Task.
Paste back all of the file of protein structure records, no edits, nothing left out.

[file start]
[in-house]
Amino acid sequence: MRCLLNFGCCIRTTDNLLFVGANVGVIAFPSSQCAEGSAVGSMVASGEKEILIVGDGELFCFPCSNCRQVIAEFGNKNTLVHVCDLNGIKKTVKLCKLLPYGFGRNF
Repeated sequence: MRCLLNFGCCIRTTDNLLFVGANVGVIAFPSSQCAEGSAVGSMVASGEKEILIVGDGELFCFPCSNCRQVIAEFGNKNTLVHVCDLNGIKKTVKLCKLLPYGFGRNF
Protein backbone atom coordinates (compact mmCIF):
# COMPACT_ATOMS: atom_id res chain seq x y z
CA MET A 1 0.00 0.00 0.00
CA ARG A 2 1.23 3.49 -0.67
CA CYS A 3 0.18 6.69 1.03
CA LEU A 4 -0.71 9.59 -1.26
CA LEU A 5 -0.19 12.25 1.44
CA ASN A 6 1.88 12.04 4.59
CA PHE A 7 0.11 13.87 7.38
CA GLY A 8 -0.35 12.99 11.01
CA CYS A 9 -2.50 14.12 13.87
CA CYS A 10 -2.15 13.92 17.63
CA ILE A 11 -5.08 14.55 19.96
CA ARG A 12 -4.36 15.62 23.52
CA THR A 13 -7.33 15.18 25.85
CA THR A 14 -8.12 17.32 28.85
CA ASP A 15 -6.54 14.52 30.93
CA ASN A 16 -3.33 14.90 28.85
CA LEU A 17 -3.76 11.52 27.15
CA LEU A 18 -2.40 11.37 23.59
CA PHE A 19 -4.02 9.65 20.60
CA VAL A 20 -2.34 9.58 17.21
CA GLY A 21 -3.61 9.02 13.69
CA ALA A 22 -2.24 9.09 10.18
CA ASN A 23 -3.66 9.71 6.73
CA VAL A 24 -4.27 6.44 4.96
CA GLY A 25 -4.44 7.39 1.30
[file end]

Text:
[in-house]
Amino acid sequence: MRCLLNFGCCIRTTDNLLFVGANVGVIAFPSSQCAEGSAVGSMVASGEKEILIVGDGELFCFPCSNCRQVIAEFGNKNTLVHVCDLNGIKKTVKLCKLLPYGFGRNF
Repeated sequence: MRCLLNFGCCIRTTDNLLFVGANVGVIAFPSSQCAEGSAVGSMVASGEKEILIVGDGELFCFPCSNCRQVIAEFGNKNTLVHVCDLNGIKKTVKLCKLLPYGFGRNF
Protein backbone atom coordinates (compact mmCIF):
# COMPACT_ATOMS: atom_id res chain seq x y z
CA MET A 1 0.00 0.00 0.00
CA ARG A 2 1.23 3.49 -0.67
CA CYS A 3 0.18 6.69 1.03
CA LEU A 4 -0.71 9.59 -1.26
CA LEU A 5 -0.19 12.25 1.44
CA ASN A 6 1.88 12.04 4.59
CA PHE A 7 0.11 13.87 7.38
CA GLY A 8 -0.35 12.99 11.01
CA CYS A 9 -2.50 14.12 13.87
CA CYS A 10 -2.15 13.92 17.63
CA ILE A 11 -5.08 14.55 19.96
CA ARG A 12 -4.36 15.62 23.52
CA THR A 13 -7.33 15.18 25.85
CA THR A 14 -8.12 17.32 28.85
CA ASP A 15 -6.54 14.52 30.93
CA ASN A 16 -3.33 14.90 28.85
CA LEU A 17 -3.76 11.52 27.15
CA LEU A 18 -2.40 11.37 23.59
CA PHE A 19 -4.02 9.65 20.60
CA VAL A 20 -2.34 9.58 17.21
CA GLY A 21 -3.61 9.02 13.69
CA ALA A 22 -2.24 9.09 10.18
CA ASN A 23 -3.66 9.71 6.73
CA VAL A 24 -4.27 6.44 4.96
CA GLY A 25 -4.44 7.39 1.30